The real problem is that now the stewards have ok’d this behavior for anyone “racing for a championship” (or at least those named Max). If you aren’t racing for a championship, it is illegal. If nothing is done about this, it will give any leader in the championship (or at least those named Max) the green light to prevent all attempts of a pass in a corner by any means necessary. There are no limits on the lead driver on what can be done to prevent it. From now on, only fully completed passes on a straight are allowed and protected by the FIA. Lets hope they don’t take that away.

    This isn’t good for racing. I don’t care who you root for.

    1. Well said @sidziner, and indeed the FIA’s way of dealing with these incidents is the problem (of which one could say the Silverstone and Monza crash, and this incident are all escalating symptoms of).

  29. Defensive driving at its finest 😂 Max should have been given a penalty for that. I just can’t understand why they didn’t have access to that footage at the time – I thought they had access to everything?

    1. Only one onboard view is transmitted at a time. The stewards have access to all 20 drivers onboards, but only the ‘current view’ which is decided by the TV director. As Hamilton was rapidly gaining on Verstappen, the TV director switched Verstappen’s onboard to the rearward facing camera.

      All the views are recorded, but have to be offloaded from the car after the race.

      1. I thought that with F1TV you could view any drivers onboard at any time? Perhaps I’m mistaken.

        1. Michael (@freelittlebirds)
          16th November 2021, 18:35

          @dot_com I thought the same. Apparently, it’s not the case as someone explained to me. Obviously they weren’t clear about that feature in their ads and perhaps they intended to offer all but they only offer one and the rest need to be downloaded.

  30. If that incident kept Hamilton from winning, F1 world would be in turmoil. However, since Hamilton kept cool and made the move stick on another lap, Verstappen can say things like “Hi judges” and “I tried everything” and “it was safer that way” etc.
    This will certainly not be the last act between the two. They only collide when Hamilton doesn’t yield. In that sense, Max has a very high opinion about him and needs to show some respect in track. I just hope they don’t let us with a bitter taste in Abu Dhabi, after a great season of rivalry, fierce competition and over-the-limit neck-to-neck racing.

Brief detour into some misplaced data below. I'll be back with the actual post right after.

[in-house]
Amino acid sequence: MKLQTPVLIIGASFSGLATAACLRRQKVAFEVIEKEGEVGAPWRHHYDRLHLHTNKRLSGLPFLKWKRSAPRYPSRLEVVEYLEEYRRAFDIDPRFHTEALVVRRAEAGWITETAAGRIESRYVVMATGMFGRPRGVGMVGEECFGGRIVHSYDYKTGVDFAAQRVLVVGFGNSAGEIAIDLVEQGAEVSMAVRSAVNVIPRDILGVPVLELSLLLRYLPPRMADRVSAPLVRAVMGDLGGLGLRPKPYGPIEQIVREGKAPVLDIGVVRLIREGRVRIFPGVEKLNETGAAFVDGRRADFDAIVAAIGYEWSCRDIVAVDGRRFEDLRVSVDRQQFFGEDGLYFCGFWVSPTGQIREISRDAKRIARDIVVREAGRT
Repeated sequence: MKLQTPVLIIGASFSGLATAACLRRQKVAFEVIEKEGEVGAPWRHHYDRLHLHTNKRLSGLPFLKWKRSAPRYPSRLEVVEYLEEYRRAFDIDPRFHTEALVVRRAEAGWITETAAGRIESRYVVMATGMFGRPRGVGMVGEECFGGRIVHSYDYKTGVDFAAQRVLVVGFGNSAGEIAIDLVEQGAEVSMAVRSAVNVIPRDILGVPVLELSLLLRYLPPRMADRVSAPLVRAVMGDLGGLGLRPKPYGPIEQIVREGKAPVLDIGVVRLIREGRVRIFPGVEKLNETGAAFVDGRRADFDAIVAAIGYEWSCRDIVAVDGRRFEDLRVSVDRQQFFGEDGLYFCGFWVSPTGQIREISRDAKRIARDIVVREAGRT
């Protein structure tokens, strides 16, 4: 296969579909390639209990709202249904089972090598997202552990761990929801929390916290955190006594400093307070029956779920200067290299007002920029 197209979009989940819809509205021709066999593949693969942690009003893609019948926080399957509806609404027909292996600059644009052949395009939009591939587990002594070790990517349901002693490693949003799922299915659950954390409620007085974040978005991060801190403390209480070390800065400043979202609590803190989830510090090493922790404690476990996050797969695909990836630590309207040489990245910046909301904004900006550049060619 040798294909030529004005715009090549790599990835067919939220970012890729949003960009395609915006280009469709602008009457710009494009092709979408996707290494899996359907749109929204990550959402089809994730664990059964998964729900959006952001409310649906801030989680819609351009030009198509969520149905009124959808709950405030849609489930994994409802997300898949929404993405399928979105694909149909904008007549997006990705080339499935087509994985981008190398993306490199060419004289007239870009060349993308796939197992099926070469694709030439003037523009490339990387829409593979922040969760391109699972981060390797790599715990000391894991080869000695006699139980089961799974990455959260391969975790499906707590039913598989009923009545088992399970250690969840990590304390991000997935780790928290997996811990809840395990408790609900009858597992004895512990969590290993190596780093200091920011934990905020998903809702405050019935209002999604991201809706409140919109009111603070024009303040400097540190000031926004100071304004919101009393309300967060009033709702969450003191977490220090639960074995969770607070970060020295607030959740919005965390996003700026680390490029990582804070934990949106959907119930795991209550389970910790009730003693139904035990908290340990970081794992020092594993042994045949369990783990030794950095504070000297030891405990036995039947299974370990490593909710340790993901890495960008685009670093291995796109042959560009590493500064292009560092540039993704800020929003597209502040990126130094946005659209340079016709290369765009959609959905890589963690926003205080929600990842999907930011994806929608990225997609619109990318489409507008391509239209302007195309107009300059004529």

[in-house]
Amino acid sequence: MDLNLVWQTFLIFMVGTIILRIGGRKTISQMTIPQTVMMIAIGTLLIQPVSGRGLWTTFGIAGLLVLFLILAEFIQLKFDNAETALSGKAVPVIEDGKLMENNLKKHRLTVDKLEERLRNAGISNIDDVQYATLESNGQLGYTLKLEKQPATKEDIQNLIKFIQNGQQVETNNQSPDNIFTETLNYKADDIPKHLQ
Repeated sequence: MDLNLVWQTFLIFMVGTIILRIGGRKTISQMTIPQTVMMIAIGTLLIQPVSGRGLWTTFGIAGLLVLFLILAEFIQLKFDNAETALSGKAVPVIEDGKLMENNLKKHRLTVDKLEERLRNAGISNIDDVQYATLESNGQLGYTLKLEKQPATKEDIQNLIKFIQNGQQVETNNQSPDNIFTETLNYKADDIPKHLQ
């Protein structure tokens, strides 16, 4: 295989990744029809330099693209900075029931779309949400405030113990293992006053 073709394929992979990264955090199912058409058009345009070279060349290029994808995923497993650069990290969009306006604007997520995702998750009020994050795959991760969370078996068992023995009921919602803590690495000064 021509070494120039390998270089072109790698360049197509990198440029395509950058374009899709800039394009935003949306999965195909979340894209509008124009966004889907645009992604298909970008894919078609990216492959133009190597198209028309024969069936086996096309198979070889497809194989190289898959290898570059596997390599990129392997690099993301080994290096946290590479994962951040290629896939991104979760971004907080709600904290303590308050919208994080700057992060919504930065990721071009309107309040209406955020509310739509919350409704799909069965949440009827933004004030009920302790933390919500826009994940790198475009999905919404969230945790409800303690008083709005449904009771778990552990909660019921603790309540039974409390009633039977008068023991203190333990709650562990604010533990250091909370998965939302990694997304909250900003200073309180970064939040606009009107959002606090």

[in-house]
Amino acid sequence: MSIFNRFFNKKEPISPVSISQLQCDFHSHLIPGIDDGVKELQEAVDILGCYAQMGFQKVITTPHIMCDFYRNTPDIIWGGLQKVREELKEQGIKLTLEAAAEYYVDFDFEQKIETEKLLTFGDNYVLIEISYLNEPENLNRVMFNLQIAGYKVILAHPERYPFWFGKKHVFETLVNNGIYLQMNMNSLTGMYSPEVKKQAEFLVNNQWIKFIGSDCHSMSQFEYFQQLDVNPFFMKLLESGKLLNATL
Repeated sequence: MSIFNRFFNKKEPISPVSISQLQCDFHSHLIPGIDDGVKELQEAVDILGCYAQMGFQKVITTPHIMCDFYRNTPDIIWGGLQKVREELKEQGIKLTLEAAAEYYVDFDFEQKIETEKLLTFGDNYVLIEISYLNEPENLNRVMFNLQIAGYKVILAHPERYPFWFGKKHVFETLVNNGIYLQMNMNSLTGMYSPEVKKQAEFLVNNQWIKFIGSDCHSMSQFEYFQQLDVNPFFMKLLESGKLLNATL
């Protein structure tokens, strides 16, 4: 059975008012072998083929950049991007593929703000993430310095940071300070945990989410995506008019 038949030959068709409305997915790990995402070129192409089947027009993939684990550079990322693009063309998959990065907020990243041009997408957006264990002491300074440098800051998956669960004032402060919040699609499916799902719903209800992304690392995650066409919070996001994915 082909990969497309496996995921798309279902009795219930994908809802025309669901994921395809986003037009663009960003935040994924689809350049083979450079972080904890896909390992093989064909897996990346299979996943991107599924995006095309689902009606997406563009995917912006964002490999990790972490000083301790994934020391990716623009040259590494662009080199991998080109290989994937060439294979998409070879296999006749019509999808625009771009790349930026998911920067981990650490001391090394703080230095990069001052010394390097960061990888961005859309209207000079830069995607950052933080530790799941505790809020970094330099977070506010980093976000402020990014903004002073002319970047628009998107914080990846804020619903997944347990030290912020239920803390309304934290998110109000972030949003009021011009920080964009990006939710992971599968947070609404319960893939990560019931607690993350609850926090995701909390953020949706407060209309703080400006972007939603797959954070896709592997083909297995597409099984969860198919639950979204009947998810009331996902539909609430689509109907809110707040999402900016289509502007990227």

31. Can we get Albon to try to replicate this?

    1. I think it would be Russell. Maybe he’s off crash reenactment duty since he’s the race driver now though.

  32. Verstappen definitely took the wide line on purpose, there was no understeer not brake lock up. Just taking the widest line possible to push Hamilton off the track or make contact, a very unsporting way to drive imo.
    If Verstappen and Hamilton were to collide and both have a DNF it would be near impossible for Hamilton to with the WDC, Verstappen would know that very well.

    1. @johnrkh Not sure how you can claim no understeer for I think that is exactly what was happening as Max tried so so hard to defend in that corner. Yeah he overcooked it, but there is no evidence other than for those who choose to assume it that way, that Max purposely did anything other than defend and race hard. If that was very unsporting then so has LH been on numerous occasions when he has also blamed understeer.

      1. @robbie I’ve been driving for 45 years owned over 40 cars and done bit of track as well, I and I’m sure others can see Verstappen was not suffering from understeer, in other words the car responded to his input. Verstappen not only forced Hamilton off the track but drove off by approximately 4 car widths himself to stop the overtake.
        When Hamilton and Verstappen came together at Silverstone I said it was a racing indecent, but when Hamilton received the penalty I did not argue against it.
        I have mentioned before Robbie how I dislike the more aggressive form of racing that has crept into F1. It’s not like sedan racing where cars making contact results mostly in a bit of paint swapping. If Hamilton or Ricciardo or any other driver were to carry on with such an obvious form of unsportsmanlike like behaviour. They should be called out for it, and yes I know Hamilton has had his moments.
        Verstappen should have received a 5 second penalty imo because he did maintain his position by forcing Hamilton off the track.

  33. Huh, an F1 title protagonist making a move where he couldn’t possibly hit the apex. Where have we seen that before?

    1. I do believe that one was investigated.

      1. @john-h Indeed it was and one protagonist was deemed to be predominantly at fault. Only other difference was that the penalised protagonist didn’t end up 20m off track.

    2. In Schumacher’s days.

  34. petebaldwin (@)
    16th November 2021, 14:50

    The FIA should have said Max kept his position by going off the track and therefore, it’s either a 5 second penalty or hand the position to Lewis. They made the mistake and got the call wrong but it would seem unfair to punish Max for their mistake now. If he was given a 5 second penalty in the race, he’d have potentially managed the gap to Bottas and would have finished 2nd anyway.

    As I said previously, the stewarding needs to be looked at closely and completely overhauled as it doesn’t work as it is. It’s gone beyond inconsistent decisions being made – the whole structure is failing. One week they say they’re being strict on the rules, then the next they’re talking about “letting them race.” One week they take ridiculously long to make a decision on something and the next week they make an instant decision despite admitting they didn’t have the relevant footage to look at.

    I can accept individual mistakes but we’ve reached a point where no matter how obvious something looks, I have no idea what decision they’ll come up with. The decisions wouldn’t be any less consistent if they just flipped a coin for each incident.